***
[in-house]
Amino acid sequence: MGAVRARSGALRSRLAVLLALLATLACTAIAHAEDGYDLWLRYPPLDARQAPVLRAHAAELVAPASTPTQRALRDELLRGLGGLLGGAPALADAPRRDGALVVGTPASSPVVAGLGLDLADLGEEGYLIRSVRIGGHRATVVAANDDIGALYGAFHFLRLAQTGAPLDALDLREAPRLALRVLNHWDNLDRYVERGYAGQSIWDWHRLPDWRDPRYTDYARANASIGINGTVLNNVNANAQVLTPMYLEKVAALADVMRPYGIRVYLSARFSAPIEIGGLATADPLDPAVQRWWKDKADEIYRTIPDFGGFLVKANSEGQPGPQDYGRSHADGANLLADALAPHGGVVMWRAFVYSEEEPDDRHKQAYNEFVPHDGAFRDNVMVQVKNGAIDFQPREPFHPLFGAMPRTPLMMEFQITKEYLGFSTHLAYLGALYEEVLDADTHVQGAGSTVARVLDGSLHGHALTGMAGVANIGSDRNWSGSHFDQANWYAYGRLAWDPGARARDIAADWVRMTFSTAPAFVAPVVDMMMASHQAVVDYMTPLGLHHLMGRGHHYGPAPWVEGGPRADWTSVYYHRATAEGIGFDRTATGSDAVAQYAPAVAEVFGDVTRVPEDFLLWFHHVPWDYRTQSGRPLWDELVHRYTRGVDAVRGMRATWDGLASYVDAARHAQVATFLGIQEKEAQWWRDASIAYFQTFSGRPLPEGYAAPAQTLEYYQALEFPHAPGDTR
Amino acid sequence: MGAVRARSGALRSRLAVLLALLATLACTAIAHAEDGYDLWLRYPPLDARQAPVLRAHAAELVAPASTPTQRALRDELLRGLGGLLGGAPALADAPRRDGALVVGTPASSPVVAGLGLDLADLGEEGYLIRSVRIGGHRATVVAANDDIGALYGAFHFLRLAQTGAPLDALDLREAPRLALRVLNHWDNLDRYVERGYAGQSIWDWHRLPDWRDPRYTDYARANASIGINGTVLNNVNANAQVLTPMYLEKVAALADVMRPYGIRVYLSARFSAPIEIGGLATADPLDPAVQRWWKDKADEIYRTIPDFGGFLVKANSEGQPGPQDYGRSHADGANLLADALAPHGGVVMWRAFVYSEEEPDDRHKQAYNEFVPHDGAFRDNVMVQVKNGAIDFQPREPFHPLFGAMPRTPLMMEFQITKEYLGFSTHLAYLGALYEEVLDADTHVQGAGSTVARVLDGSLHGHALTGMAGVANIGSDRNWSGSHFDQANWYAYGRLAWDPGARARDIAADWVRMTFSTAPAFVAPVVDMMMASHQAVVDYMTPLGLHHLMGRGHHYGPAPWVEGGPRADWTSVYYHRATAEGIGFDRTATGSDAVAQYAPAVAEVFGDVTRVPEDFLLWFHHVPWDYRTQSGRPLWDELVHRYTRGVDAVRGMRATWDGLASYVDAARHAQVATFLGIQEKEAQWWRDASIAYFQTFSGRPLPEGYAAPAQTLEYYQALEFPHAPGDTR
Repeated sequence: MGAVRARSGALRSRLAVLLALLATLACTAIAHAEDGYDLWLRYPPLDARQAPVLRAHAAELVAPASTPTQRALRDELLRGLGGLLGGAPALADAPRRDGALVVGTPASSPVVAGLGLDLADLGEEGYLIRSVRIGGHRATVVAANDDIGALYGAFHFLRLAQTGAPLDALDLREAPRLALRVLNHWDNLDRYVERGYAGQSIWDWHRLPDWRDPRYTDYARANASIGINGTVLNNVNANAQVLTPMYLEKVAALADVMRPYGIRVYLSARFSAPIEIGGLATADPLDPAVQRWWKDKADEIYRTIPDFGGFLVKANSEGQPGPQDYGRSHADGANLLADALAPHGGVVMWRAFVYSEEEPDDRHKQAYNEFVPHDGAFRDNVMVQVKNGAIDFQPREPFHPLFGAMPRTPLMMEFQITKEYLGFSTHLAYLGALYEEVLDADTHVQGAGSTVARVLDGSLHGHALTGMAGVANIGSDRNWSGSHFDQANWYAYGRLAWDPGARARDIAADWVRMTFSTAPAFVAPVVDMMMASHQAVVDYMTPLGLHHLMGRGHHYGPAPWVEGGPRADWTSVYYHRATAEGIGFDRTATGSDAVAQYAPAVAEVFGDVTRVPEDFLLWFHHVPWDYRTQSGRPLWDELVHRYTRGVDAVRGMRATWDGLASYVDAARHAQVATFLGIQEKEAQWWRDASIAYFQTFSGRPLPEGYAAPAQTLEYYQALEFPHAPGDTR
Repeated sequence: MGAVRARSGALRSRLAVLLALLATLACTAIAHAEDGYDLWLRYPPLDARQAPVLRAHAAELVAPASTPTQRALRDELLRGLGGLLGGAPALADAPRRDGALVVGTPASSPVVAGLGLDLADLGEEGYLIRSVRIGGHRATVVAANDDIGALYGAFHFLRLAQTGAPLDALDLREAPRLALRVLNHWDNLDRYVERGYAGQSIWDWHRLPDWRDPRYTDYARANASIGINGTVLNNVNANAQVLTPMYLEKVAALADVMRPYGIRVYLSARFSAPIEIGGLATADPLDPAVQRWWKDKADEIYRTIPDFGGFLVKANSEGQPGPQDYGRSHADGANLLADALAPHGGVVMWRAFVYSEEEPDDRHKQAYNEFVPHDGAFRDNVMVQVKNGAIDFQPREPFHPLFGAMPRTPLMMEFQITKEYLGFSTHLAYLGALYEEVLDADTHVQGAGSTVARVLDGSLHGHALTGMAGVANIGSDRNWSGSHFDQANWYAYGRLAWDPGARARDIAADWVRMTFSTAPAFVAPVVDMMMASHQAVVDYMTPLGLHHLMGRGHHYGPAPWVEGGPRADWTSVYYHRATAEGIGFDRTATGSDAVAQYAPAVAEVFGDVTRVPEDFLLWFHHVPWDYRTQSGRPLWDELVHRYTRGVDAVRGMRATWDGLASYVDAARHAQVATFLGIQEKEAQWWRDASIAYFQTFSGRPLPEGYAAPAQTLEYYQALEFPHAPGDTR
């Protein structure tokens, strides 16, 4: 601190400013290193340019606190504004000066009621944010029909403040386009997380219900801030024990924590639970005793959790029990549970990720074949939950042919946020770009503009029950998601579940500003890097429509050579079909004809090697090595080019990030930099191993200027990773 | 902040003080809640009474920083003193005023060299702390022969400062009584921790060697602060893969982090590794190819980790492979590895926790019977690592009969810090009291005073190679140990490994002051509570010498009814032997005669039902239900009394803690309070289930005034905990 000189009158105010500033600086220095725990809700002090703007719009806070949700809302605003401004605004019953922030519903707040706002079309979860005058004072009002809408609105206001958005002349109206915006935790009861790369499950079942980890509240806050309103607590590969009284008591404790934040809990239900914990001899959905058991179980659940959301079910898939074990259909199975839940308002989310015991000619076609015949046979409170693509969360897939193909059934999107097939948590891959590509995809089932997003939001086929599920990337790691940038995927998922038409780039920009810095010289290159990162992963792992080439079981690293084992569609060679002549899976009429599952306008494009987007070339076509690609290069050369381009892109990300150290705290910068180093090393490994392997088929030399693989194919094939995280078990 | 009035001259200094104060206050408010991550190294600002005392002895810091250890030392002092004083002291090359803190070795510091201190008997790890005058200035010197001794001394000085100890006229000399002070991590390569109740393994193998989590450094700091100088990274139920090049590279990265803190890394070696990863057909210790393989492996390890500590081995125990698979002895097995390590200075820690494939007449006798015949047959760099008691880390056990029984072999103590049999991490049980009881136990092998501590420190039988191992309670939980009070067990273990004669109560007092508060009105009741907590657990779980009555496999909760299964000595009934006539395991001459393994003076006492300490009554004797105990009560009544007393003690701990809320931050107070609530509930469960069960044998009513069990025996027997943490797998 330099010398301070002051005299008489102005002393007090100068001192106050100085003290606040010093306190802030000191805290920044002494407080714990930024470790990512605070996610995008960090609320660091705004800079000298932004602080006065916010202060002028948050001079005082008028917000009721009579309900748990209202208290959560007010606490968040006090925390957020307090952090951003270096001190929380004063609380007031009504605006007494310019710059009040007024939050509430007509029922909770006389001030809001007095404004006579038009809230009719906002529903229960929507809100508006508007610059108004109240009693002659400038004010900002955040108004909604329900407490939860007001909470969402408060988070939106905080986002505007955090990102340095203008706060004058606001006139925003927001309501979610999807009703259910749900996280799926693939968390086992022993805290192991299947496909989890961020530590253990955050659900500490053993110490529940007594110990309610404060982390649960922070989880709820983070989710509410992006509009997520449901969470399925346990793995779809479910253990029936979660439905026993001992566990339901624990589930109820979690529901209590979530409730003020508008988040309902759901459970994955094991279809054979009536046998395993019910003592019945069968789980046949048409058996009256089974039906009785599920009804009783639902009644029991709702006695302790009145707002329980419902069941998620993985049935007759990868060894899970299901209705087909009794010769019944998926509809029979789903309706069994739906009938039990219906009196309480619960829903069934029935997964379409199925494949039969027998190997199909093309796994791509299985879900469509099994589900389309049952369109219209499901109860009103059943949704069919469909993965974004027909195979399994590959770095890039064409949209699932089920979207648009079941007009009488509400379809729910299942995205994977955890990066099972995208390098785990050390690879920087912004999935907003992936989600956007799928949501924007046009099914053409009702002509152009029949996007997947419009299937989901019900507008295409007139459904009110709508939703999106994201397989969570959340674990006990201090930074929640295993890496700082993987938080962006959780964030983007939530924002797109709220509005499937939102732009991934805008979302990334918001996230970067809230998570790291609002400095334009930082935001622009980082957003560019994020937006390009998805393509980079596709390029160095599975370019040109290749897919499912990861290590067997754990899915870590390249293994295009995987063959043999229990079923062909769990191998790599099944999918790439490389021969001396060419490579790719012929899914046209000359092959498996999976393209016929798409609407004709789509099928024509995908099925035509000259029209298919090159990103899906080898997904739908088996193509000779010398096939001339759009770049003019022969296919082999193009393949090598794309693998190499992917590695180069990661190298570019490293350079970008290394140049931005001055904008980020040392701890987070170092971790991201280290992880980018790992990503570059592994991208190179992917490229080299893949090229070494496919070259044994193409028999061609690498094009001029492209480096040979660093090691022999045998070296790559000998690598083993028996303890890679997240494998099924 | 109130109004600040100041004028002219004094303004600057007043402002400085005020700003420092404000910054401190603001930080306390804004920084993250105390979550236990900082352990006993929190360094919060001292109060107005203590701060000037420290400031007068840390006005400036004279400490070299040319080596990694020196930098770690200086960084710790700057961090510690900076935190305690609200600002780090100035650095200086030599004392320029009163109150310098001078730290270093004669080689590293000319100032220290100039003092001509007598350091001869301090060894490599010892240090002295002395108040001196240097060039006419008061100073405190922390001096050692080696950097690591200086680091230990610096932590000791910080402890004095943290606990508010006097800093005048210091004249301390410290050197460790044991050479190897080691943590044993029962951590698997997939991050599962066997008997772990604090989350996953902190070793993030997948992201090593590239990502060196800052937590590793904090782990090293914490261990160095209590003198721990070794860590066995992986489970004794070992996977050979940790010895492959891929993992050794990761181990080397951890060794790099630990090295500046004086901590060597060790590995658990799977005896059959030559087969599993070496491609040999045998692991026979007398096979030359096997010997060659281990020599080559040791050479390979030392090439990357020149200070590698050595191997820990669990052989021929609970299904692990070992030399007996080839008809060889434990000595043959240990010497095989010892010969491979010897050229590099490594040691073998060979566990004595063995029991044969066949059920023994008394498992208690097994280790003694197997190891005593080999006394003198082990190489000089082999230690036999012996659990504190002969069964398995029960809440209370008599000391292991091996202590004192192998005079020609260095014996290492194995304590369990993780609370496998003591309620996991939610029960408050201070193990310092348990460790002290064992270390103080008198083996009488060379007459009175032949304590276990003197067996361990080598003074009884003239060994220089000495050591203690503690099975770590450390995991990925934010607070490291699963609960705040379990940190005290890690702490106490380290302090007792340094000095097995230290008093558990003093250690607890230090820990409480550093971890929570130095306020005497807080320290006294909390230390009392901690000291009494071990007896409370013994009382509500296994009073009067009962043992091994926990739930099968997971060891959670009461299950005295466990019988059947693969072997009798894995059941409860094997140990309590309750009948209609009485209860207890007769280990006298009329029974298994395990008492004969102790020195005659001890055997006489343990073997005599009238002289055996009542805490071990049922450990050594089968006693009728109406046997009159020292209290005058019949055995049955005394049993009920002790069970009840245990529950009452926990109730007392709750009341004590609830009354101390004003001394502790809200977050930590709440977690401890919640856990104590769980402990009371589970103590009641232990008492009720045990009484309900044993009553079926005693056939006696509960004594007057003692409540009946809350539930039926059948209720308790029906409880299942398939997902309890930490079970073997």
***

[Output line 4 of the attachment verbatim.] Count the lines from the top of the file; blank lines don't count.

Repeated sequence: MGAVRARSGALRSRLAVLLALLATLACTAIAHAEDGYDLWLRYPPLDARQAPVLRAHAAELVAPASTPTQRALRDELLRGLGGLLGGAPALADAPRRDGALVVGTPASSPVVAGLGLDLADLGEEGYLIRSVRIGGHRATVVAANDDIGALYGAFHFLRLAQTGAPLDALDLREAPRLALRVLNHWDNLDRYVERGYAGQSIWDWHRLPDWRDPRYTDYARANASIGINGTVLNNVNANAQVLTPMYLEKVAALADVMRPYGIRVYLSARFSAPIEIGGLATADPLDPAVQRWWKDKADEIYRTIPDFGGFLVKANSEGQPGPQDYGRSHADGANLLADALAPHGGVVMWRAFVYSEEEPDDRHKQAYNEFVPHDGAFRDNVMVQVKNGAIDFQPREPFHPLFGAMPRTPLMMEFQITKEYLGFSTHLAYLGALYEEVLDADTHVQGAGSTVARVLDGSLHGHALTGMAGVANIGSDRNWSGSHFDQANWYAYGRLAWDPGARARDIAADWVRMTFSTAPAFVAPVVDMMMASHQAVVDYMTPLGLHHLMGRGHHYGPAPWVEGGPRADWTSVYYHRATAEGIGFDRTATGSDAVAQYAPAVAEVFGDVTRVPEDFLLWFHHVPWDYRTQSGRPLWDELVHRYTRGVDAVRGMRATWDGLASYVDAARHAQVATFLGIQEKEAQWWRDASIAYFQTFSGRPLPEGYAAPAQTLEYYQALEFPHAPGDTR